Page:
5. Allow the breaking of Digital Rights Management software for legal purposes. Many DVDs come with DRM protection that makes it harder to copy or excerpt the works. And fair enough. But this can lead to some odd consequences. It’s illegal to break these digital locks even if you’re using the material for perfectly legal purposes. As Public Knowledge puts it, “if you wanted to use a clip from a movie in order to criticize it, taking the clip itself is legal, but breaking the DRM on the DVD in order to do so is not.” (Currently, there are a few exceptions — university professors are allowed to break the locks to show film clips in classes — but these exceptions are murky and have to be relitigated every few years.) The group wants it to be legal to crack DRM technologies for legal purposes.
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“We should make it easier to promote creative and innovative uses of copyrighted materials”.
They keyword in the quote is CREATIVE. In order for end users to perpetuate creation, they must use materials that are already in circulation to base their work upon. There must be a way for users to use copyrighted materials in order to give birth to creativity and innovation. It is the only way we can move forward. Unfortunately, it is unlikely that these suggestions will make it through congress, for lobbyists from major corporations have a much more influential voice than those who oppose the totalitarian-like policies that are being implemented. In order for copyright laws to truly transcend into fair ground, those who oppose (the majority) must reach out and take action.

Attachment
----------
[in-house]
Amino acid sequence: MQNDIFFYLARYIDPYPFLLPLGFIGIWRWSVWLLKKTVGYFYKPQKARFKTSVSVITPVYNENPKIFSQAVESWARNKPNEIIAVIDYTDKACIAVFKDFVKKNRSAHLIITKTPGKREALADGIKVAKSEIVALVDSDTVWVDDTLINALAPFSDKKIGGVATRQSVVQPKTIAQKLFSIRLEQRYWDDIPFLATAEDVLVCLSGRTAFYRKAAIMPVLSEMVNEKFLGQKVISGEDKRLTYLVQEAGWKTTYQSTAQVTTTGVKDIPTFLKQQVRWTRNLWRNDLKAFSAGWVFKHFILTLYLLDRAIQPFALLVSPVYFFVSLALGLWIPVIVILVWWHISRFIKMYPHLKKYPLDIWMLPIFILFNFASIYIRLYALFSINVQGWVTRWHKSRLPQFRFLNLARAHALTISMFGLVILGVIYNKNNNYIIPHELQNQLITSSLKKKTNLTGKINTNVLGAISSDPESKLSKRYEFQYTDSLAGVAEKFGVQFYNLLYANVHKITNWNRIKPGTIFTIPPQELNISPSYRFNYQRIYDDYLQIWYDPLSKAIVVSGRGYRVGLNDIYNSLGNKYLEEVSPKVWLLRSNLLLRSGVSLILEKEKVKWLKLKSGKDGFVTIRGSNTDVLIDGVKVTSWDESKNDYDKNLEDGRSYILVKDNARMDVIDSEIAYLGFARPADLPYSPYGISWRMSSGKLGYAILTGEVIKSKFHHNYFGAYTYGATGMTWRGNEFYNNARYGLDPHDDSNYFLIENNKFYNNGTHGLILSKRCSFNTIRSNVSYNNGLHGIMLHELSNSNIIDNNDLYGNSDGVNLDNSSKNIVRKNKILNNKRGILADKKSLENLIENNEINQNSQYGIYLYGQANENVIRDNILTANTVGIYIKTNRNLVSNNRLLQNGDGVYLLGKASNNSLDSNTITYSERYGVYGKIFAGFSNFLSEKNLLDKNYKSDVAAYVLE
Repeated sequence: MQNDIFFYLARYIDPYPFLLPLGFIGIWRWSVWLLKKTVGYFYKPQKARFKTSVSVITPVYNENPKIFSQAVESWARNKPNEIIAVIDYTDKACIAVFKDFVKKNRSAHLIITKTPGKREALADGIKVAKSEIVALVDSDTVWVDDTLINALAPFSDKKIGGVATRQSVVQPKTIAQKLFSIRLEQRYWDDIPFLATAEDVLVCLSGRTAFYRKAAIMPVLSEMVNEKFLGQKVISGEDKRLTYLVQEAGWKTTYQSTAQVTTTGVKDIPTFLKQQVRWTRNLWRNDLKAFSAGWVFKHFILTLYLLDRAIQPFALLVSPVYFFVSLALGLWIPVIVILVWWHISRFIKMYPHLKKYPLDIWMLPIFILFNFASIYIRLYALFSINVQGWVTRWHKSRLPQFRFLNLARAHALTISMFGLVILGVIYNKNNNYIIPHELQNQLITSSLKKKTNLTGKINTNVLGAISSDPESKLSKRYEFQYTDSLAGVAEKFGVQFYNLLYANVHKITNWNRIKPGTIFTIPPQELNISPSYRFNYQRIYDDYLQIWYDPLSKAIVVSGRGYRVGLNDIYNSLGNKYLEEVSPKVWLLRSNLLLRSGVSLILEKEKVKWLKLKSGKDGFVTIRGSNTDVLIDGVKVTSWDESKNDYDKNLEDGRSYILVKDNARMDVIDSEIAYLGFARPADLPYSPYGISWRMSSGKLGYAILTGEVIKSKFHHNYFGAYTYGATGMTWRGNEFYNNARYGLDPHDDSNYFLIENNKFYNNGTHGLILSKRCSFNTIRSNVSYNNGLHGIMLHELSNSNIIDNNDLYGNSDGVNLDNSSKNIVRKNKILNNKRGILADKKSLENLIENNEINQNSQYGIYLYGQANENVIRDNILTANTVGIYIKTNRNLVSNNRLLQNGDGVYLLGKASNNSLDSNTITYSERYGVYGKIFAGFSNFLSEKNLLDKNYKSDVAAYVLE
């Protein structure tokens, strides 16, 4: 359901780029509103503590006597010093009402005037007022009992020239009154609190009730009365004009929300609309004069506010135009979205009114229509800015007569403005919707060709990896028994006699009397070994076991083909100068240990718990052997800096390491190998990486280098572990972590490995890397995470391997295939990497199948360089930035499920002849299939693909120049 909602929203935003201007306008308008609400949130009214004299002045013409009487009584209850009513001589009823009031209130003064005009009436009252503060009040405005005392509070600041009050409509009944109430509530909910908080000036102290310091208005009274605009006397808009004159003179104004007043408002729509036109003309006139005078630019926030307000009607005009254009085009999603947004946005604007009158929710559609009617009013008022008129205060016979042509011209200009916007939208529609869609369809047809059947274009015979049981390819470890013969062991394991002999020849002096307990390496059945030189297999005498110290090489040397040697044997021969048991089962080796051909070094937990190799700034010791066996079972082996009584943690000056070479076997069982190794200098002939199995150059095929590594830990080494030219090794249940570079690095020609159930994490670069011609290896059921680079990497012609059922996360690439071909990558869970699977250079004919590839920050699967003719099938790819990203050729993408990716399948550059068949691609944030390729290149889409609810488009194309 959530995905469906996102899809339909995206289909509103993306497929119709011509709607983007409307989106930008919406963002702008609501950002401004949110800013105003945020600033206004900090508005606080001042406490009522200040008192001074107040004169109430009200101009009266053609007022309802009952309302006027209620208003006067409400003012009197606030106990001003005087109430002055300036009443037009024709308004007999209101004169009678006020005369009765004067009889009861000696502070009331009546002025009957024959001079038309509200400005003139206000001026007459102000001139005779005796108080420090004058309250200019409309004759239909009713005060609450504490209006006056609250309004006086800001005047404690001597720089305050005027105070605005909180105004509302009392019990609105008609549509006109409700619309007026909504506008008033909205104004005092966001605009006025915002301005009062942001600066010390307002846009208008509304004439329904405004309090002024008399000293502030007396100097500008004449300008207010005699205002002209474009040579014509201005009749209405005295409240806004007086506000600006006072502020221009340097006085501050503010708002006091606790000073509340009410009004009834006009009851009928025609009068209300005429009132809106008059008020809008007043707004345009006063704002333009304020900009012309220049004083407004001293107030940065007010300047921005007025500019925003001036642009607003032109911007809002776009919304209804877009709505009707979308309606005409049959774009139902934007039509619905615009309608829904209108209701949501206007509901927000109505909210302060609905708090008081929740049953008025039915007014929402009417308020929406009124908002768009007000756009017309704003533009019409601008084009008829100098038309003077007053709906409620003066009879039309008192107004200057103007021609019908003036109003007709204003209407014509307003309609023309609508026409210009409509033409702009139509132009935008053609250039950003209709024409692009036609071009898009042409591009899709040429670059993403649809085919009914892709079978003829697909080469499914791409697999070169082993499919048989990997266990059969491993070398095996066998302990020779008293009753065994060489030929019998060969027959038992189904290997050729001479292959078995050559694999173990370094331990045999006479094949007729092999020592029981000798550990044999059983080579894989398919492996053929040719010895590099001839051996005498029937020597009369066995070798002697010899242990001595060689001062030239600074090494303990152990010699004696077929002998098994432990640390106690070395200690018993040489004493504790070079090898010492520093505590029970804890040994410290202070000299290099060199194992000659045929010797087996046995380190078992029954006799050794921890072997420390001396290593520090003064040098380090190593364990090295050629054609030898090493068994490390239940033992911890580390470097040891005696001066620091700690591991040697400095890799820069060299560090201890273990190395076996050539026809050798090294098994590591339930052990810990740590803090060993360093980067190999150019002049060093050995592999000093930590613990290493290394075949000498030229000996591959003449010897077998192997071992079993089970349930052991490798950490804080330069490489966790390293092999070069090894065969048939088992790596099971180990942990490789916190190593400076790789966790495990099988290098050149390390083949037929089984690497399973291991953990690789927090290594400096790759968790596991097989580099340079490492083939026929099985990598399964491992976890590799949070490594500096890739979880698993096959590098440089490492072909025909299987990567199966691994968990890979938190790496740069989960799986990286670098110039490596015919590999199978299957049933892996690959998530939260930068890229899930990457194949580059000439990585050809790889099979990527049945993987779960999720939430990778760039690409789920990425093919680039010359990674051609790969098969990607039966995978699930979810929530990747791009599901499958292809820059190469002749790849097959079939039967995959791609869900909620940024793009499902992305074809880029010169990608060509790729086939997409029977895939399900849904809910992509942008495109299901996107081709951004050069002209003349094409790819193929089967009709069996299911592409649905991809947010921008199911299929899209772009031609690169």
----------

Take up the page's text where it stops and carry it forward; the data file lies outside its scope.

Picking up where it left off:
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Comments
  1. lockmantuj says:

    This is a very thoughtful and well expressed summary of some of the important issues related to current copyright law. Thanks for pulling all of this together in such a clear way.

  2. sinthia says:

    Original creative works are a gift of god hence the person through whom god passes on his creativity deserves to gain from it. hence it is the will of god.

    so the copyright duration of a literary should not be shortened at all.

    this is my view